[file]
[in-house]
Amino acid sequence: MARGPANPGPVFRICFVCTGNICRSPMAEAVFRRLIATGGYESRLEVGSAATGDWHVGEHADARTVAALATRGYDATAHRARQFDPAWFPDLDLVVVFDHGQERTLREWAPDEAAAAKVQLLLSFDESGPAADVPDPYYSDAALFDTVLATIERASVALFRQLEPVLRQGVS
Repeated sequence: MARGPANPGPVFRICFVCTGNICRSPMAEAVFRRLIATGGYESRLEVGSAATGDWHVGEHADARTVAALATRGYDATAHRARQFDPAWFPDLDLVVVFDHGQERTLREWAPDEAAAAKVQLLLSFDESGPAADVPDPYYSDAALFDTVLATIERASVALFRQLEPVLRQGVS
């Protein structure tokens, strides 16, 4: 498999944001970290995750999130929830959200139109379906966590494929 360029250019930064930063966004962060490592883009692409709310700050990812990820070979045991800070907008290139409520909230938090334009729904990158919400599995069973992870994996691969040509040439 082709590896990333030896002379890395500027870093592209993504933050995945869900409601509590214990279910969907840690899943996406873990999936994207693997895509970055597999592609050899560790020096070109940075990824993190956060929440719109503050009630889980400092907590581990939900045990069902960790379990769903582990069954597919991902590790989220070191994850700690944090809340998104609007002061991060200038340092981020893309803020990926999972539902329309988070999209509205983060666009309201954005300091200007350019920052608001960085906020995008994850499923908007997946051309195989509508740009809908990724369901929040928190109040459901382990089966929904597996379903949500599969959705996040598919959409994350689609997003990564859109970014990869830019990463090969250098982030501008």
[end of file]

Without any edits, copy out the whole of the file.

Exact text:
[in-house]
Amino acid sequence: MARGPANPGPVFRICFVCTGNICRSPMAEAVFRRLIATGGYESRLEVGSAATGDWHVGEHADARTVAALATRGYDATAHRARQFDPAWFPDLDLVVVFDHGQERTLREWAPDEAAAAKVQLLLSFDESGPAADVPDPYYSDAALFDTVLATIERASVALFRQLEPVLRQGVS
Repeated sequence: MARGPANPGPVFRICFVCTGNICRSPMAEAVFRRLIATGGYESRLEVGSAATGDWHVGEHADARTVAALATRGYDATAHRARQFDPAWFPDLDLVVVFDHGQERTLREWAPDEAAAAKVQLLLSFDESGPAADVPDPYYSDAALFDTVLATIERASVALFRQLEPVLRQGVS
């Protein structure tokens, strides 16, 4: 498999944001970290995750999130929830959200139109379906966590494929 360029250019930064930063966004962060490592883009692409709310700050990812990820070979045991800070907008290139409520909230938090334009729904990158919400599995069973992870994996691969040509040439 082709590896990333030896002379890395500027870093592209993504933050995945869900409601509590214990279910969907840690899943996406873990999936994207693997895509970055597999592609050899560790020096070109940075990824993190956060929440719109503050009630889980400092907590581990939900045990069902960790379990769903582990069954597919991902590790989220070191994850700690944090809340998104609007002061991060200038340092981020893309803020990926999972539902329309988070999209509205983060666009309201954005300091200007350019920052608001960085906020995008994850499923908007997946051309195989509508740009809908990724369901929040928190109040459901382990089966929904597996379903949500599969959705996040598919959409994350689609997003990564859109970014990869830019990463090969250098982030501008």